Oxidative stress is considered to be an adverse bodily event. Antioxidants are considered to be healthful because they may protect the body from oxidative damage. This simple paradigm is much more complicated in practice, however. Reactive oxygen species are a physiological necessity but too much of them can be harmful. Whether antioxidants are really beneficial to health is not clear. Observational studies suggest either no effect or a beneficial effect of antioxidants on risks of major diseases, whereas intervention studies indicate no, beneficial, or adverse effects. Although the advice to increase the consumption of fruits and vegetables because of their beneficial effects on health remains secure, the evidence is lacking for beneficial effects of individual constituents such as antioxidants
European colleagues do a careful analysis of the pros and cons of antioxidants
Hans Verhagen, PhD; Brian Buijsse, MSc; Eugene Jansen, PhD; and Bas Bueno-de-Mesquita, MD, MPH, PhD, are all working at the National Institute for Public Health and the Environment (RIVM) in Bilthoven, The Netherlands. All authors have been working on antioxidants for many years. Brian Buijsse and Bas Bueno-de-Mesquita are part of the Centre for Nutrition and Health. Brian Buijsse is a PhD student in collaboration with Wageningen University, The Netherlands. Bas Bueno-de-Mesquita is a chronic disease epidemiologist and leading one of the cohorts of the EPIC project (http://www.iarc.fr/epic). Eugene Jansen is an analytical scientist in the Laboratory for Toxicology, Pathology, and Genetics. Hans Verhagen, is the head of the Centre for Nutrition and Health. He is a board-certified toxicologist and nutritionist, with current interests in the combination of these disciplines via integrated risk-benefit assessment.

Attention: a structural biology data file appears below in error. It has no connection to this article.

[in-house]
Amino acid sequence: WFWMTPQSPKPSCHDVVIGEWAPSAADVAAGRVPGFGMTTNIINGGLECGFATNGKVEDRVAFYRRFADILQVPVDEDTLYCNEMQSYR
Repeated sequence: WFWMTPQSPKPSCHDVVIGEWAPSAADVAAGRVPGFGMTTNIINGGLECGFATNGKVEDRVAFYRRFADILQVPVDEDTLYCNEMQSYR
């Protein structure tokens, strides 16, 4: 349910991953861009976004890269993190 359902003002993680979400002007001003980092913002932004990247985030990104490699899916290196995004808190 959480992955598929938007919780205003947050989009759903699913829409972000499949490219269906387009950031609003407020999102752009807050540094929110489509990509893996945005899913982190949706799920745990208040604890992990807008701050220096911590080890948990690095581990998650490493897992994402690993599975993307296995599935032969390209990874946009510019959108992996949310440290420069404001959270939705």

Corresponding author: Hans Verhagen, PhD, National Institute for Public Health and the Environment (RIVM), Centre for Nutrition and Health, PO Box 1, NL-3720 BA, Bilthoven, The Netherlands (e-mail: Hans.Verhagen@rivm.nl).